Technology will surely enable the personalization of learning and I would expect that this will result in improved learning outcomes, better engaged pupils and a more efficient school. Whether or not this leads to more bureaucracy and standardization is up to the policymakers. Technology is in itself neither good nor bad but will serve the requirements of the market.

Will we teach students specific “subjects” in traditional classrooms like we have today or will classes be more about integrated/hybrid learning?

I expect the industrial model of education will be re-imagined and re-designed for the post-industrial, knowledge era. It’s a personal view on the future, but I wonder if we will move in the direction of a “T-model” in the next generation. In the vertical of the “T,” each child develops expertise on key “subjects,” but in a much more personalized way than at present – for example, also including adaptive and peer-to-peer learning. And in the horizontal of the “T”, other skills such as collaboration, communication and leadership are learned, maybe in the form of “phenomenon-based learning” programs such as those recently introduced in Finland.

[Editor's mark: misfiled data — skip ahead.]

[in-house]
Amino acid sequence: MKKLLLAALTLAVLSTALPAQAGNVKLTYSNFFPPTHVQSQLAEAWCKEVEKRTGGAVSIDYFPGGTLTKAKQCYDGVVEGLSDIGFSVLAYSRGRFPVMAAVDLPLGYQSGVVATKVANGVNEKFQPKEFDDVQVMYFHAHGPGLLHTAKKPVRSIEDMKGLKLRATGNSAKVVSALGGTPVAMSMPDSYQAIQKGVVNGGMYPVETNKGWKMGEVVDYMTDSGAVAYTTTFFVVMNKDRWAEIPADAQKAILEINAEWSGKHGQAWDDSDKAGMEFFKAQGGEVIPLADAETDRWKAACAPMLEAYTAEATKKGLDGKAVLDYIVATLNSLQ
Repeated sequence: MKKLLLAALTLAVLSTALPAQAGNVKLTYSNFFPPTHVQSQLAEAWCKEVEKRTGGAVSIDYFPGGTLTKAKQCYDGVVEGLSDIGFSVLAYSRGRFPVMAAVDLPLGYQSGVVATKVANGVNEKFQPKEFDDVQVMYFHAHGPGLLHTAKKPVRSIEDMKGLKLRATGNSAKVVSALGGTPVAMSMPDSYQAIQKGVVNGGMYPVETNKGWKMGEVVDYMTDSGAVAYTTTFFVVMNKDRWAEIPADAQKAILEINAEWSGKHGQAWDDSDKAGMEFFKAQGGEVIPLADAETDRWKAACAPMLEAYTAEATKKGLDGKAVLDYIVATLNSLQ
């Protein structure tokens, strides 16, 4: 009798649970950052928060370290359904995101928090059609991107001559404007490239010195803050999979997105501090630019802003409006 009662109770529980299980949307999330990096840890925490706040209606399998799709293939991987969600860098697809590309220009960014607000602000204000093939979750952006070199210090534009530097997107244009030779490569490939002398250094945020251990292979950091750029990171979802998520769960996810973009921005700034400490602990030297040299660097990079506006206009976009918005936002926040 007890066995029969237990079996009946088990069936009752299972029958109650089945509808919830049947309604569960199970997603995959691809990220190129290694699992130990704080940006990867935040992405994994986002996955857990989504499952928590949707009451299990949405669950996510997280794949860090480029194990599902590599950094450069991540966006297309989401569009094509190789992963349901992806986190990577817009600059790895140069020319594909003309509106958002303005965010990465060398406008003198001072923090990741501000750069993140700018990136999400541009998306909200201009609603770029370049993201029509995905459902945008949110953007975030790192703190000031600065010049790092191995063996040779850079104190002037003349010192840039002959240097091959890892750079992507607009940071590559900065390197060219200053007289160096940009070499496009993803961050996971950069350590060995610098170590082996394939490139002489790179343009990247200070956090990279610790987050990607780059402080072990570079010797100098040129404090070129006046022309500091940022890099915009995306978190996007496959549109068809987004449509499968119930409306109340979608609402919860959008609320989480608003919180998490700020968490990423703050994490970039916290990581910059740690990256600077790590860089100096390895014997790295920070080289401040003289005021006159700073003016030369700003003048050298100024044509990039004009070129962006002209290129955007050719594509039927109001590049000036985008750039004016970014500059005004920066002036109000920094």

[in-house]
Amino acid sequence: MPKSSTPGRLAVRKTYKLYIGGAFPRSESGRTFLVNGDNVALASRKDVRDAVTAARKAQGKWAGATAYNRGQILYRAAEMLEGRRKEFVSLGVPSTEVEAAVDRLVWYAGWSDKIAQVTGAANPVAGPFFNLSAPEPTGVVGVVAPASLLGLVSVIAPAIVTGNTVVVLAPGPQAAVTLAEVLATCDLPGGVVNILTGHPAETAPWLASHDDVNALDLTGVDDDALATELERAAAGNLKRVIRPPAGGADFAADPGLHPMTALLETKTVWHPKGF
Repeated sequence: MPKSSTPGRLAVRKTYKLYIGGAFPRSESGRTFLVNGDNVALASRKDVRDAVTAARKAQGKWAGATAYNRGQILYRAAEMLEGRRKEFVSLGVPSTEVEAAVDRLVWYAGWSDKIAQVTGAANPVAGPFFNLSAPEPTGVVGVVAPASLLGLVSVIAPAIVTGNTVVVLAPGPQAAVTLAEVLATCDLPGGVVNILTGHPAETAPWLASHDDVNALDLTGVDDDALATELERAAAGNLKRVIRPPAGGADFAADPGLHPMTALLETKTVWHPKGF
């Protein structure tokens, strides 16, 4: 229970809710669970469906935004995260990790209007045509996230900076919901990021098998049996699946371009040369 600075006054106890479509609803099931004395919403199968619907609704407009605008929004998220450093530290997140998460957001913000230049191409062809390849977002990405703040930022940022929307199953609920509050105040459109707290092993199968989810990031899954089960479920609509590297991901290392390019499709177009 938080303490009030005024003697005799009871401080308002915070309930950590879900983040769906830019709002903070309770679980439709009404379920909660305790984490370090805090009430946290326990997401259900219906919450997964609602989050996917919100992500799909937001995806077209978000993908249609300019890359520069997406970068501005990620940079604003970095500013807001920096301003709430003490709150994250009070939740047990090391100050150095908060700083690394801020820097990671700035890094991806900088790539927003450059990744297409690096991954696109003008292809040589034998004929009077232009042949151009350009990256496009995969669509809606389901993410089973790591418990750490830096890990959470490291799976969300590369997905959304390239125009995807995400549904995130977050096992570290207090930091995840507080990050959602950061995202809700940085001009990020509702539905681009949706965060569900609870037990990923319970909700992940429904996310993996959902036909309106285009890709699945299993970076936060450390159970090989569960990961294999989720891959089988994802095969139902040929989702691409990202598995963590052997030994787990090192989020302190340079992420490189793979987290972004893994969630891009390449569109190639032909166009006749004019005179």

Faced with increasing time spent on digital devices, how can we teach more practical skills, including coping with stress levels and interpersonal conflict?

It was hard to develop “life skills” from a book and the same holds true with devices. The thing about skills is that they generally improve with practice, especially when supported by coaching. So I think it’s a matter of prioritization: don’t over-do the screen time and make sure life skills are on the agenda.

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C. M. Rubin and John Martin

(All Photos are courtesy of Sanoma)